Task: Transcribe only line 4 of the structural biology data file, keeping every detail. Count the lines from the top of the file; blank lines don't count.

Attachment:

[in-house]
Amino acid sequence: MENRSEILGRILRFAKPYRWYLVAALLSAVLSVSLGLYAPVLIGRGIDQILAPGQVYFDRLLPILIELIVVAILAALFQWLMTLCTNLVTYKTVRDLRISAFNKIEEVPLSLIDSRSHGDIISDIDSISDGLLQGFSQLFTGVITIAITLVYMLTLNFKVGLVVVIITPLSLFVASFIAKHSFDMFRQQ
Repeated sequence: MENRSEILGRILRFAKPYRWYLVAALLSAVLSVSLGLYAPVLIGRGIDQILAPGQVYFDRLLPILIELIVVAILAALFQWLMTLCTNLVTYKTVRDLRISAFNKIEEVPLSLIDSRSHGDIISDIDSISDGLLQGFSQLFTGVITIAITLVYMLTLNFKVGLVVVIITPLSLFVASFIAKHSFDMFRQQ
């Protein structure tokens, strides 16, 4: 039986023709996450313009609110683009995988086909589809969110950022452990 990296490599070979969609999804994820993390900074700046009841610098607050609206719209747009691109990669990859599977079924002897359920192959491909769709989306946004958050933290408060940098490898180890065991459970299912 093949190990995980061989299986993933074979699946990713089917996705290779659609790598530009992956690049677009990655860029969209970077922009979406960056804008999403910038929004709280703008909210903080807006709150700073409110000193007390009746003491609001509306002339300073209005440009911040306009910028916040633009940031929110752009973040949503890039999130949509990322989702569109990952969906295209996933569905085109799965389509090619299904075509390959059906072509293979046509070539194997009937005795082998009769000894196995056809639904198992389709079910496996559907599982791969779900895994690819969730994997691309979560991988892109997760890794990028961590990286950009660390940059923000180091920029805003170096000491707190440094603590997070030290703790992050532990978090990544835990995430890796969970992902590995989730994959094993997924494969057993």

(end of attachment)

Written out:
């Protein structure tokens, strides 16, 4: 039986023709996450313009609110683009995988086909589809969110950022452990 990296490599070979969609999804994820993390900074700046009841610098607050609206719209747009691109990669990859599977079924002897359920192959491909769709989306946004958050933290408060940098490898180890065991459970299912 093949190990995980061989299986993933074979699946990713089917996705290779659609790598530009992956690049677009990655860029969209970077922009979406960056804008999403910038929004709280703008909210903080807006709150700073409110000193007390009746003491609001509306002339300073209005440009911040306009910028916040633009940031929110752009973040949503890039999130949509990322989702569109990952969906295209996933569905085109799965389509090619299904075509390959059906072509293979046509070539194997009937005795082998009769000894196995056809639904198992389709079910496996559907599982791969779900895994690819969730994997691309979560991988892109997760890794990028961590990286950009660390940059923000180091920029805003170096000491707190440094603590997070030290703790992050532990978090990544835990995430890796969970992902590995989730994959094993997924494969057993």